|High power fiber lasers due to their immense utility in both industry and research divisions, have seen a dramatic level of power scaling in the last two decades. This is due to the superior beam quality, thermal handling and compact nature inherently offered by all-fiber based systems as compared to other forms of laser systems. As of now, the rare earth doped Ytterbium (Yb), Erbium (Er) and Thulium/Holmium (Th-Hm) fiber lasers have shown remarkable levels of power with Yb outperforming the rest by order of magnitude levels. However as the power in the tightly confined fiber modes scale up, fiber nonlinearity sets into action. Nonlinear effects such as self-phase modulation, modulation instability (MI), supercontinuum (SC) generation, etc alters the spectral and temporal properties of lasers. Similarly nonlinear effects based on photon-phonon interactions, i.e. Raman and Brillouin scattering as well as thermal Rayleigh scattering also hinders or enhances the features of a laser depending upon the application. More recently stimulated Raman scattering (SRS) has evolved to be the only known power scalable technology for generating new wavelength bands, otherwise nonexistent in the rare earth platform. Stimulated Brillouin scattering (SBS) and stimulated thermal Rayleigh scattering (STRS) on the other hand, have been the primary bottleneck in power scaling of narrow linewidth high power lasers. This thesis consisting of two main parts dealing with some new applications and novel effects of SRS and SBS. In the first, we exploit the properties of SRS in silica fiber medium to generate highly spectrally flat SC lasers and subsequently explore their utility in different frontiers. In the second, we demonstrate a widely linewidth tunable high power fiber amplifier which generates an SBS limited kW class narrow linewidth fiber laser showing a previously unseen unique visible light generation phenomena.
Raman fiber lasers (RFL) aided by SRS have very recently been established as the only power scalable route to filling in the gaps between Yb, Er and Th emission windows. Similarly spectrally broad lasers, SC lasers too allow a path to spectrally populate these otherwise inaccessible gaps, though not yet known to be power scalable. We identified the shortcomings in bandwidth, conversion efficiency, power scalability and flatness in the existing SC modules and propose utilizing Raman fiber lasers to simultaneously mitigate all of them. Thus we demonstrated a CW RFL with 24 W power (highest at the time of publishing) tunable across the L-band and subsequently generated a 700 nm broad, 35 W SC with ~40% conversion efficiency. The SC had a remarkable flatness of ~5 dB across at least 400 nm which is highest ever reported so far in all fiber and CW format.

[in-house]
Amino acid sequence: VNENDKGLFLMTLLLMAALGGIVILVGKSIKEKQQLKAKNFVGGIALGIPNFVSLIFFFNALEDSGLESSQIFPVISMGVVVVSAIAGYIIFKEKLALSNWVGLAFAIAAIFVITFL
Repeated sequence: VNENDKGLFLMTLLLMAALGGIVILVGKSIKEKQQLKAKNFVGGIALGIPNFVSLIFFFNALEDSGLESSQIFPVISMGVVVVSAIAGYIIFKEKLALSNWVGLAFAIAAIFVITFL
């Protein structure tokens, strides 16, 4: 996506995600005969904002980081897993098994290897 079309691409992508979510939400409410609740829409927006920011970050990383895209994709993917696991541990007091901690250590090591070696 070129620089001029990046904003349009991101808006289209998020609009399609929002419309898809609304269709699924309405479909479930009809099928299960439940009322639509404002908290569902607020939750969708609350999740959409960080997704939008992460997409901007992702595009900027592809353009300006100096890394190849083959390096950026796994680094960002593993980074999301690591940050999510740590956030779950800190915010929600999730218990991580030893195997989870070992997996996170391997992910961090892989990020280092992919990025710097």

Flat SC generation was followed by exploring the spectral and temporal properties of such lasers. Femtosecond pulse shaping technology enables one to generate light sources with user defined amplitude, phase and polarization in the ultrafast regime. However due to power handling limitations of the components, this technology lacks a bridge with the modern high power fiber lasers. We propose and demonstrate a scalable design for a high power Fourier shaper capable of handling 20 W of CW laser power with simultaneously covering over 450 nm bandwidth between 1-1.5 micron band. Our design implements several modifications from conventional designs to conform with the demands of high power fiber laser technology. We believe that the ability to shape high power SC or RFL sources will potentially aid controlled Raman conversion to increase spectral purity and many more applications. Further, in the experiments concerning the temporal properties of SCs, we proposed a new method of characterizing high speed photodetectors in a spectrally resolved manner. This is enabled by the stochastic pulse nature of CW SCs while simultaneously having broad optical bandwidth. Our method also gives an insight to how the RF source spectra of CW SC varies across the optical bandwidth as well as its evolution from a single wavelength laser through SRS, MI regime etc.
In the second part of the thesis, we demonstrate a high power tunable narrow linewidth laser source at 1064 nm. This was achieved by stepwise amplification of a 1064 nm polarization maintained (PM) DBR (Distributed Bragg reflector) laser, externally phase modulated by a power and bandwidth tunable noise source. This resulted in a tunable linewidth, SBS limited at 10 GHz linewidth laser delivering more than 500 W CW power. This laser operating in the NIR (1064 nm), showed some surprising visible light flashes at a fusion splice point when operated in the SBS regime. Subsequent experimental analysis showed that at the onset of SBS, the backward propagating SBS pulses in the core of the fiber also undergo SRS. This generates multiple Stoke orders of 1064 nm and they eventually undergo Cherenkov type phase matching to the second harmonics of the respective Stoke orders in the cladding of the fiber. Thus any part of the laser with the cladding exposed dissipated the visible light. The analysis was also validated by numerical simulations carried out conforming to the fiber parameters. We believe any laser system with high enough power irrespective of the temporal dynamics could possibly trigger this effect.